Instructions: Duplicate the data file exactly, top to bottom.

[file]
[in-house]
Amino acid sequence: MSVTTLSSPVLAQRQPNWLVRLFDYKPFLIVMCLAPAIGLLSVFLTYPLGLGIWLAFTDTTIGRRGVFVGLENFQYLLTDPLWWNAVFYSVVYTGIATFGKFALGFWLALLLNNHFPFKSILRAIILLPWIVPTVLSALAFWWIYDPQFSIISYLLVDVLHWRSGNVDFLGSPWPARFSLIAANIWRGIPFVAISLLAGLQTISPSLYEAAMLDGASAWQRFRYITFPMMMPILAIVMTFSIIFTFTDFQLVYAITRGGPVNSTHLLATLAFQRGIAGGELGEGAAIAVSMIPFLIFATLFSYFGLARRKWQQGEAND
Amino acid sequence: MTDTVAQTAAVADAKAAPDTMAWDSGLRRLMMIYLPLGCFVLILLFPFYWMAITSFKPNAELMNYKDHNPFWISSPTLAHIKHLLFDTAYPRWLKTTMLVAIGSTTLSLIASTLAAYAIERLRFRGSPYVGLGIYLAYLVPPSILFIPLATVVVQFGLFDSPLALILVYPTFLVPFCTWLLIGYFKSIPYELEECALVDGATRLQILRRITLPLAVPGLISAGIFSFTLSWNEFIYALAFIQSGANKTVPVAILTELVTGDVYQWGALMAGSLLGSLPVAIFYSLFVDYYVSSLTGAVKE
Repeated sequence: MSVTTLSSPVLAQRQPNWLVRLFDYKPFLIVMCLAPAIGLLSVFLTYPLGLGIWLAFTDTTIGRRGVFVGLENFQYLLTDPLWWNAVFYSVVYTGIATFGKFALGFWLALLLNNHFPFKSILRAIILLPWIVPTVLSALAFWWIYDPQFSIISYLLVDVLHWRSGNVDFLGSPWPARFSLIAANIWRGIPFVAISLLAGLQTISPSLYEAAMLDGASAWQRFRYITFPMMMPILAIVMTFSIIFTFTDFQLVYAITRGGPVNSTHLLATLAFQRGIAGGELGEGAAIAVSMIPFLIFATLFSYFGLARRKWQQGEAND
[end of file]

[in-house]
Amino acid sequence: MSVTTLSSPVLAQRQPNWLVRLFDYKPFLIVMCLAPAIGLLSVFLTYPLGLGIWLAFTDTTIGRRGVFVGLENFQYLLTDPLWWNAVFYSVVYTGIATFGKFALGFWLALLLNNHFPFKSILRAIILLPWIVPTVLSALAFWWIYDPQFSIISYLLVDVLHWRSGNVDFLGSPWPARFSLIAANIWRGIPFVAISLLAGLQTISPSLYEAAMLDGASAWQRFRYITFPMMMPILAIVMTFSIIFTFTDFQLVYAITRGGPVNSTHLLATLAFQRGIAGGELGEGAAIAVSMIPFLIFATLFSYFGLARRKWQQGEAND
Amino acid sequence: MTDTVAQTAAVADAKAAPDTMAWDSGLRRLMMIYLPLGCFVLILLFPFYWMAITSFKPNAELMNYKDHNPFWISSPTLAHIKHLLFDTAYPRWLKTTMLVAIGSTTLSLIASTLAAYAIERLRFRGSPYVGLGIYLAYLVPPSILFIPLATVVVQFGLFDSPLALILVYPTFLVPFCTWLLIGYFKSIPYELEECALVDGATRLQILRRITLPLAVPGLISAGIFSFTLSWNEFIYALAFIQSGANKTVPVAILTELVTGDVYQWGALMAGSLLGSLPVAIFYSLFVDYYVSSLTGAVKE
Repeated sequence: MSVTTLSSPVLAQRQPNWLVRLFDYKPFLIVMCLAPAIGLLSVFLTYPLGLGIWLAFTDTTIGRRGVFVGLENFQYLLTDPLWWNAVFYSVVYTGIATFGKFALGFWLALLLNNHFPFKSILRAIILLPWIVPTVLSALAFWWIYDPQFSIISYLLVDVLHWRSGNVDFLGSPWPARFSLIAANIWRGIPFVAISLLAGLQTISPSLYEAAMLDGASAWQRFRYITFPMMMPILAIVMTFSIIFTFTDFQLVYAITRGGPVNSTHLLATLAFQRGIAGGELGEGAAIAVSMIPFLIFATLFSYFGLARRKWQQGEAND